Thursday, September 21, 2017

Courthouse Blues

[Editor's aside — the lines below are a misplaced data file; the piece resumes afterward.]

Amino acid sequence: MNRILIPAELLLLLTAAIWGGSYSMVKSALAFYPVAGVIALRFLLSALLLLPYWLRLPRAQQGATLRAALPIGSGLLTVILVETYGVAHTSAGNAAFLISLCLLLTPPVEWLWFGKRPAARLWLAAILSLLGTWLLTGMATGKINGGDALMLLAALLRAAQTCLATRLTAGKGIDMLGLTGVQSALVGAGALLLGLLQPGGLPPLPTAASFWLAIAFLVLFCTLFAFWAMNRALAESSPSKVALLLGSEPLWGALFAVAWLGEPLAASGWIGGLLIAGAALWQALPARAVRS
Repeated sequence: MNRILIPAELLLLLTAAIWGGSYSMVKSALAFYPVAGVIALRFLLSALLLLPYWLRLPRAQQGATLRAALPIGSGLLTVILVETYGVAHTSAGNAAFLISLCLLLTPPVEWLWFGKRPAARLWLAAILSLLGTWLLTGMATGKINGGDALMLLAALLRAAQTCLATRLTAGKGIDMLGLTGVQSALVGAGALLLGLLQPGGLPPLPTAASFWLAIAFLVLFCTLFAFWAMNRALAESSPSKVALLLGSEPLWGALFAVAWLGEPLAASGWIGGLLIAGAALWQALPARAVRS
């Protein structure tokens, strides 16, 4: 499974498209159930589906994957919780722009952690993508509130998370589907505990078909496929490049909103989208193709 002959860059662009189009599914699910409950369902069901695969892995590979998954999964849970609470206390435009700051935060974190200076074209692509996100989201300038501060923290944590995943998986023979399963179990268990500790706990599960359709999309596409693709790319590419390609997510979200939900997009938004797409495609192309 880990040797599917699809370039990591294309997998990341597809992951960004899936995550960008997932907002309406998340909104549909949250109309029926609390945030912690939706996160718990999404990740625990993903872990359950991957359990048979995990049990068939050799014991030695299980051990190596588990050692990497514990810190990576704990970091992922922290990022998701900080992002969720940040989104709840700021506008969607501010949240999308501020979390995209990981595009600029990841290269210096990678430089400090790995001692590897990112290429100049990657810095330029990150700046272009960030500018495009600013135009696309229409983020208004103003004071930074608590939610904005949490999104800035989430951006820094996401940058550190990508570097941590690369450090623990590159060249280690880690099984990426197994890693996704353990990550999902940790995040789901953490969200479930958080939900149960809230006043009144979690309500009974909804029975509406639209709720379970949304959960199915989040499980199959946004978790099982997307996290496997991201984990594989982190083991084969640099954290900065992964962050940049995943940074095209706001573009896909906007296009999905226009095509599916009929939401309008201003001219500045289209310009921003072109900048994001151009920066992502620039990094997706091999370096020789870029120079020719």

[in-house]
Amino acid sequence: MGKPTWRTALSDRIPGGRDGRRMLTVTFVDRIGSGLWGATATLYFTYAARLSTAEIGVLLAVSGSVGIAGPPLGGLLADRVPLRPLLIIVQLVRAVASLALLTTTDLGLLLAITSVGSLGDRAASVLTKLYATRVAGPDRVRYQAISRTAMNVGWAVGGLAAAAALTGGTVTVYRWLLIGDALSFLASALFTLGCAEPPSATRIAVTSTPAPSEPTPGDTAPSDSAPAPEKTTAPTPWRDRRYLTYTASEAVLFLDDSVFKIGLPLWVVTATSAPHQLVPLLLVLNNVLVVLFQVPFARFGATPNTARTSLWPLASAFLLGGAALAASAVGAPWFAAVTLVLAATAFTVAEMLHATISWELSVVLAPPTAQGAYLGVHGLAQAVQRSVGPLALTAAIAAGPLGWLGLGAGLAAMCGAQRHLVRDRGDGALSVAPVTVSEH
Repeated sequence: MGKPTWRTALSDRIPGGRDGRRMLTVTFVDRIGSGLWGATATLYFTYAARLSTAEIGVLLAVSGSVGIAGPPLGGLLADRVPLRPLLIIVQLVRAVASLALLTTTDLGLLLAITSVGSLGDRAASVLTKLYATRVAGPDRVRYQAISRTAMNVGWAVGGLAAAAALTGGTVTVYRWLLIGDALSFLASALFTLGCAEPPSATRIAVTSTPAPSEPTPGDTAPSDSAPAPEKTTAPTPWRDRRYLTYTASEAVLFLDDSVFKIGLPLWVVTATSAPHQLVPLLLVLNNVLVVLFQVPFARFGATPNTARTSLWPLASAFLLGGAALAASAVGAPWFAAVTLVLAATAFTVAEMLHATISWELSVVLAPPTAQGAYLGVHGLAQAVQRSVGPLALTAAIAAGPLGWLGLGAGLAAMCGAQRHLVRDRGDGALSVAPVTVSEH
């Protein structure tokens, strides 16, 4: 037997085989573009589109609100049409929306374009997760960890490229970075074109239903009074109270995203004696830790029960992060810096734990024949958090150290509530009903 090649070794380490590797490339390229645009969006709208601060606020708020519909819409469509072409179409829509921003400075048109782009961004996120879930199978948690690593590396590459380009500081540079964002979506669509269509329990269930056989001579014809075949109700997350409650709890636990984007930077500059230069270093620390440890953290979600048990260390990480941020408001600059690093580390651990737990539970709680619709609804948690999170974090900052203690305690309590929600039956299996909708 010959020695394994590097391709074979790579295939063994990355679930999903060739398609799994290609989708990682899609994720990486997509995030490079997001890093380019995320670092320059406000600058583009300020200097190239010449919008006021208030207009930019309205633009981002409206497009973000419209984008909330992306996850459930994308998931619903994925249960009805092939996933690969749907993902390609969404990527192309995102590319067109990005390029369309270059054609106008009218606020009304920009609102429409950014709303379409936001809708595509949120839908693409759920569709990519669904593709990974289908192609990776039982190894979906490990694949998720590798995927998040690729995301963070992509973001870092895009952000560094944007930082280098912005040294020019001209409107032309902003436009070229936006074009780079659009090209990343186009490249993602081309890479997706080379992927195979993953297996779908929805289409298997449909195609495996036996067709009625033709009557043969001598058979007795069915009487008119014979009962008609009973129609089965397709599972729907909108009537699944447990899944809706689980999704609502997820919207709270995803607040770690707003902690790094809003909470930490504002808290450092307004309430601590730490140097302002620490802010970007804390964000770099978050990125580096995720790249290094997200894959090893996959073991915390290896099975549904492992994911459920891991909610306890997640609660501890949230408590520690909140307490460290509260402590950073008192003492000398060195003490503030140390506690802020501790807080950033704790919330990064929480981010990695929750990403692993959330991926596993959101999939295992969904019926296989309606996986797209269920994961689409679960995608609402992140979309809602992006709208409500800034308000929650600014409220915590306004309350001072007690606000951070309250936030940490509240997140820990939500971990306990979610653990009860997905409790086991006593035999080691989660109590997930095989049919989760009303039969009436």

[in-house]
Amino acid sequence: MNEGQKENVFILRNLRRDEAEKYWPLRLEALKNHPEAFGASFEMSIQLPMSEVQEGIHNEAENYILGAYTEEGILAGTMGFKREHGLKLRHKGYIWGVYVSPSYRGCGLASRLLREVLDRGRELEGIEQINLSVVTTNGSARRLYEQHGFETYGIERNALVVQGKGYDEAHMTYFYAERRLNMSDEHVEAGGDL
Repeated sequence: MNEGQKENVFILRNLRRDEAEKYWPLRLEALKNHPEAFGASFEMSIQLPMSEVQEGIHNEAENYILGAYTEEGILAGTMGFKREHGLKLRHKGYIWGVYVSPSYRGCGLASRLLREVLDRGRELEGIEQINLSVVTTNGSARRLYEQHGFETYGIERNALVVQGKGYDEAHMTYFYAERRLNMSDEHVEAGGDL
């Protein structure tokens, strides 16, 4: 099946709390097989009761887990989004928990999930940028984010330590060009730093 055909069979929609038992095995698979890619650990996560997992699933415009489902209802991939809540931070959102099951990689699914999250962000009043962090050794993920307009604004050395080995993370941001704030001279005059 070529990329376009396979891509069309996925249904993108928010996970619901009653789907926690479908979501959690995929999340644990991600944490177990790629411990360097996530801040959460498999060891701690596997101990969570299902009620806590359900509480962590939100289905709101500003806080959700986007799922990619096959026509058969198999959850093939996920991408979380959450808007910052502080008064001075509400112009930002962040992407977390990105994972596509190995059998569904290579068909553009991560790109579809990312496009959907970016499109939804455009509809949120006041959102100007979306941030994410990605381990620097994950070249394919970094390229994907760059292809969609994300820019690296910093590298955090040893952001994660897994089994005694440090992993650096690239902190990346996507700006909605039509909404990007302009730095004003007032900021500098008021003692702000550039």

I write this post from a courthouse. Nearly two years ago, a young man plundered my property. The evidence was firm: among other things, it included his own confession. But the police refused to take a statement and open a case, in fact on high authority. Once I was over that (major) hurdle, and an investigation was complete, I was subpoenad once, then twice to testify in court, more than 100km distant. But the trial was aborted both times, because (so said the police) the prosecution had removed the evidence from the docket. Both times, the accused stood in the dock and blinked and was dismissed. Six times, police removed investigators from the case (but they reappointed one officer twice) -- not through my own doing. Last week I was subpoenad a third time. I checked with police. Everything was in order, they said, and a high ranking officer confirmed that I should be there. But this morning, even before the police took the roll call, the prosecutor called me in. He showed me the docket. The police had failed to comply with his written instructions. In big red letters in the docket was the line: “What is going on here?!” I was free to go, he said. OBSERVATION: The accused may have been complicit in a search and seize raid, too, in which my personal notebooks and my late wife’s ashes were removed, among other things. But the evidence in that regard rests on a single towel found next to his fireplace. The towel had been in the same location as the items seized. So, what is going on here?

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